The Hat Rule

The Hat Rule

Benjamin J. Darisse and Riley P. Tebbetts

For the entirety of human history, the ‘hat’ has been forbidden within many public and private educational institutions. For as long as there has been this rule, there have been those who have spoken out against it. In our humble residence of Ipswich, we have resisted this rule for all of our lives. Now we ask: why does this rule even exist? What harm does wearing the hat pose to the enrichment of the education for our children? Is it a single moral opinion pushed onto the greater population of our school or is it something else?

Recently at Ipswich High School, the ‘no hat’ policy has been enforced quite frequently. Students insist on wearing hats in school, despite the rules against it. Because of this, teachers have been forced to constantly remind students to take off their hats or suffer the consequences. Seeing this around school, we decided to inquire about the nature of our school’s policy.

Despite the creation of the ‘no hat’ rule, pre-dating his arrival at the school, Mr. Carovillano, the vice-principal, had some very helpful insights. When asked why we have the no hat rule, Mr. Carovillano first noted that, “It’s a common rule in many schools.” He then went on to explain that the institution of the no hat policy was a faculty decision. Although he wasn’t around to take part in that decision, his experience allowed him to provide some very reasonable rational. One of the reasons that Mr. Carovillano gave us was that it’s disrespectful; hats make it very hard to see students’ faces and to make eye contact.

We were surprised to hear from Mr. Carovillano that his previous school didn’t have a hat rule. Based on his past experiences, it seems that the presence of hats did indeed cause some distractions. For example, some teachers would allow students to wear hats, while others would not. This obviously led to some confusion and minor conflict and distracted people from the tasks at hand. Mr. Carovillano also informed us that students would be caught sleeping behind their hats. Not only was this behavior disrespectful, but it could also be considered distracting to other students. The most surprising thing was that fights started over hats. Because of this, Mr. Carovillano believes that, “[The no hat rule] does remove some distractions.”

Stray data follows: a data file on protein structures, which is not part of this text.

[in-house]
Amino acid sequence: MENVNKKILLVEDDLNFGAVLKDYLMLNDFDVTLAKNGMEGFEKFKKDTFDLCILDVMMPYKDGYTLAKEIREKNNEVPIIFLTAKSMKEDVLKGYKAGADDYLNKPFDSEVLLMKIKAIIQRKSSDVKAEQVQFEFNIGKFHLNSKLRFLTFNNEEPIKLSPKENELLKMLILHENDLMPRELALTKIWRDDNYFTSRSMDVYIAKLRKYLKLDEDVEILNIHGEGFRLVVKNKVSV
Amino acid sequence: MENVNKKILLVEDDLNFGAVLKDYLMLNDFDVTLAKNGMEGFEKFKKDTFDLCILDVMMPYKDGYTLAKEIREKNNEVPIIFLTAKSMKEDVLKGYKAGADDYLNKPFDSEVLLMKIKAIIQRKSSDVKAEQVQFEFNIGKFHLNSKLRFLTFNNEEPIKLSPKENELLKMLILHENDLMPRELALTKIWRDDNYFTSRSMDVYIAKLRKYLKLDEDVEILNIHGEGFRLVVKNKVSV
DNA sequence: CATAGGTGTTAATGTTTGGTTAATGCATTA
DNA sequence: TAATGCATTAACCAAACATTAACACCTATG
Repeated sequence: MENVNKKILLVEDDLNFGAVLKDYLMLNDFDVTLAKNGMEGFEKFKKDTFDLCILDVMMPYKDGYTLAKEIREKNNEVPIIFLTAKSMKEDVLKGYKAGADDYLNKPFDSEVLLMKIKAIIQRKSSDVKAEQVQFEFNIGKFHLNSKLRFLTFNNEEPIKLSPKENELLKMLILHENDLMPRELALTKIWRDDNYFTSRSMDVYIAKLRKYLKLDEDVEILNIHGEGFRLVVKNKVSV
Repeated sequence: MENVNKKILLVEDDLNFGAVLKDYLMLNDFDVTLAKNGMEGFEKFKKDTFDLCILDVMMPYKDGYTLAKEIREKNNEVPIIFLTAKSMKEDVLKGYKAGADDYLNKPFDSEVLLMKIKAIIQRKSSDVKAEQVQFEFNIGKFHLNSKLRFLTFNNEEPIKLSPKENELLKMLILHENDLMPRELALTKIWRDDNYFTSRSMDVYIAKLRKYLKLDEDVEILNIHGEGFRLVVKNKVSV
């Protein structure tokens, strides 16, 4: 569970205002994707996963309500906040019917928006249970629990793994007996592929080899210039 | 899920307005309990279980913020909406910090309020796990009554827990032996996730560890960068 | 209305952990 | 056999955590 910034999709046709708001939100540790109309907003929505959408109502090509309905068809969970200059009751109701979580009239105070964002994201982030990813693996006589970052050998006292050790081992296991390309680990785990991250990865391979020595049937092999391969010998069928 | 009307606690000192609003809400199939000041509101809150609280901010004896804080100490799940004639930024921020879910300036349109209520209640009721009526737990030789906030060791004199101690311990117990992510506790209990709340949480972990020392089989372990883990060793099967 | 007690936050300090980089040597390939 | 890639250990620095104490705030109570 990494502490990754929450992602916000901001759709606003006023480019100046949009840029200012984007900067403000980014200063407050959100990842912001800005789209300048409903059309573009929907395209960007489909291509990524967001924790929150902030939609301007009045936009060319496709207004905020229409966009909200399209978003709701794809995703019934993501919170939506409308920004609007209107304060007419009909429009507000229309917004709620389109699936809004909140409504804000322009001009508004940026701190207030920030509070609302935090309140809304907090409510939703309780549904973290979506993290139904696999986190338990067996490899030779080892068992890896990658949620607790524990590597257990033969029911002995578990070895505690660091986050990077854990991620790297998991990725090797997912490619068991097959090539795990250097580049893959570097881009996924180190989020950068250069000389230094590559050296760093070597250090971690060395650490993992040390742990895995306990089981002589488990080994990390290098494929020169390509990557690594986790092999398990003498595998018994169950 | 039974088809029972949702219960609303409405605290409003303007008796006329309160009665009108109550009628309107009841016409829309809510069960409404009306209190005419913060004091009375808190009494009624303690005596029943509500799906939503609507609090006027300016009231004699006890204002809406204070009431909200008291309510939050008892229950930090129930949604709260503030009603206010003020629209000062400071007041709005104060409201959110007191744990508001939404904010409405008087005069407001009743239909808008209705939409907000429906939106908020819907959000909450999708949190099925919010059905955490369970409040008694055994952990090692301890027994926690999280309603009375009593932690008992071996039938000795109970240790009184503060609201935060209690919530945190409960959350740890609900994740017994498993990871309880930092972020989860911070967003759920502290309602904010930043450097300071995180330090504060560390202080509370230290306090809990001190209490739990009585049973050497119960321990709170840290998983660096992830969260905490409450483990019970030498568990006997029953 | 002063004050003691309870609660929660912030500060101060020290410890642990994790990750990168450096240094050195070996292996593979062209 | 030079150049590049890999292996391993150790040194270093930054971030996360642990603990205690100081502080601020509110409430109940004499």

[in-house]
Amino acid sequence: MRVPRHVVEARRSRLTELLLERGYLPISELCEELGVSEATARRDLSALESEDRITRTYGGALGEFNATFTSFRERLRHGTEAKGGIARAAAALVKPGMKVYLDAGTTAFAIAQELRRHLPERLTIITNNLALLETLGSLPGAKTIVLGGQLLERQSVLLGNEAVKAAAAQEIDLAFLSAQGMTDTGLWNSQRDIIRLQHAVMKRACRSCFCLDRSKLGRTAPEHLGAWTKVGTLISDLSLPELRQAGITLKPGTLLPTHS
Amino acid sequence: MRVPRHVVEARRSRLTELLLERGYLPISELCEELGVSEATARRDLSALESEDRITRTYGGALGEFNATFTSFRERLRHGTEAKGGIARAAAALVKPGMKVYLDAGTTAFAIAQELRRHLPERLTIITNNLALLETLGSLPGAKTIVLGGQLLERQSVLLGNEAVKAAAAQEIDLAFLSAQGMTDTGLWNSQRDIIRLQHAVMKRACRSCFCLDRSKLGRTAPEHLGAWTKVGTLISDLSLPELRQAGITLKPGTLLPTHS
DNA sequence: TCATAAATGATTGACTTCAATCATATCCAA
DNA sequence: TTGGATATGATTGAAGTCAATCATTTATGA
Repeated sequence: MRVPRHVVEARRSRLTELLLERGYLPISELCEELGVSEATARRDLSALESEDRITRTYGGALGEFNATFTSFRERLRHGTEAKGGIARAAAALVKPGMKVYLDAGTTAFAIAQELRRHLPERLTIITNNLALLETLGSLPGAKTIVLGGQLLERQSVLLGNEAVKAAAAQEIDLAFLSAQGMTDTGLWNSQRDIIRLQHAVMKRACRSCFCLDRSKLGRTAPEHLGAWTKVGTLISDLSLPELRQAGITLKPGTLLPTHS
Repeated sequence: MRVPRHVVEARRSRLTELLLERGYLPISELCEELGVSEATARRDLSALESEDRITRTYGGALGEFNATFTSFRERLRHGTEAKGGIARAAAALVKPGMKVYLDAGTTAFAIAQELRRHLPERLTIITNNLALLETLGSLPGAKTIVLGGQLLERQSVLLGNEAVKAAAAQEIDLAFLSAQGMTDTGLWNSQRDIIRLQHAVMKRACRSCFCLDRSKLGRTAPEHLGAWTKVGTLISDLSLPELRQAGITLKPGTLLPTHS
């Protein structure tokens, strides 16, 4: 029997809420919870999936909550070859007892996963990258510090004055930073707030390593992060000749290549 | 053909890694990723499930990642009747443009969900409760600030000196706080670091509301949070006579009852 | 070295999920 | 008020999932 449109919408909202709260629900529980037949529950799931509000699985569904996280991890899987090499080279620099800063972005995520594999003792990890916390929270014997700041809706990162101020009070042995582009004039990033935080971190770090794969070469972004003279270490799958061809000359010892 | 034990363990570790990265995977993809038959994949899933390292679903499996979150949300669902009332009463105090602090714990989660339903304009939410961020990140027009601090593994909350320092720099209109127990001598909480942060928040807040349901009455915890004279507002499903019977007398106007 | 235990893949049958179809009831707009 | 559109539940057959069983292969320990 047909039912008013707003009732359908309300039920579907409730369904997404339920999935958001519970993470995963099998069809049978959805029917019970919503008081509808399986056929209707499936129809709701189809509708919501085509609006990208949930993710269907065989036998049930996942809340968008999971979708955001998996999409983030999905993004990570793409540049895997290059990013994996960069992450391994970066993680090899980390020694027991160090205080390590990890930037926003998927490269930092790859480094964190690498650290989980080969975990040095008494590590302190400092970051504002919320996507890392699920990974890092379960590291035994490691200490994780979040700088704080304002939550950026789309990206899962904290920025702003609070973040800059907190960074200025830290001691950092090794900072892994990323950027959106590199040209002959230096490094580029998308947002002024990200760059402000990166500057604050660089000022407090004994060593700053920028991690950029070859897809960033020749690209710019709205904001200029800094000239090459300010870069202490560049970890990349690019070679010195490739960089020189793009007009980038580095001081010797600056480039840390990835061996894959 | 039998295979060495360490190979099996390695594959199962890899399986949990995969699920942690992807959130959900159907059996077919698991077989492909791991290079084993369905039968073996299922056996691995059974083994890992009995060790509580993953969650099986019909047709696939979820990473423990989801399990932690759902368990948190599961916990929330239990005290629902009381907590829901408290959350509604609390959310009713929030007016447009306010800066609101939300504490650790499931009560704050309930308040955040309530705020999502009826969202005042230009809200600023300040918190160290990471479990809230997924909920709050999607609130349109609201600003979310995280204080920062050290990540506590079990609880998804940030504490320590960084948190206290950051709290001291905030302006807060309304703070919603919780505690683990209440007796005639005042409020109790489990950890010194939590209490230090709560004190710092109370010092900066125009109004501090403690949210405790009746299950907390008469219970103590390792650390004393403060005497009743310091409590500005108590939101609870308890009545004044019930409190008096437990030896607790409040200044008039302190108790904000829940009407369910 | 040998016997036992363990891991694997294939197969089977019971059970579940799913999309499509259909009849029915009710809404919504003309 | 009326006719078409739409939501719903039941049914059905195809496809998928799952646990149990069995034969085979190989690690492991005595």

Our next area of interest was the enforcement of the no hat rule. When we asked Mr. Carovillano how many times a day he had to tell students to remove their hats, we were astonished to him say, “very seldom.” In fact it seems that this rule only became a problem this year.” According to Mr. Carovillano, a group of seniors began wearing hats at the beginning of this year. It soon spread to juniors and other underclassmen, and so the school needs to be reminded that students are not allowed to wear hats inside of the school.

Our final inquiry was whether or not there was a chance of the no hat rule being revoked. To this Mr. Carovillano said, “Any school rule could be discussed; Policies have been changed, for example the backpack rule.” However, he also noted that the faculty feels very strongly about this particular rule. It seems as though this rule won’t be revoked anytime soon.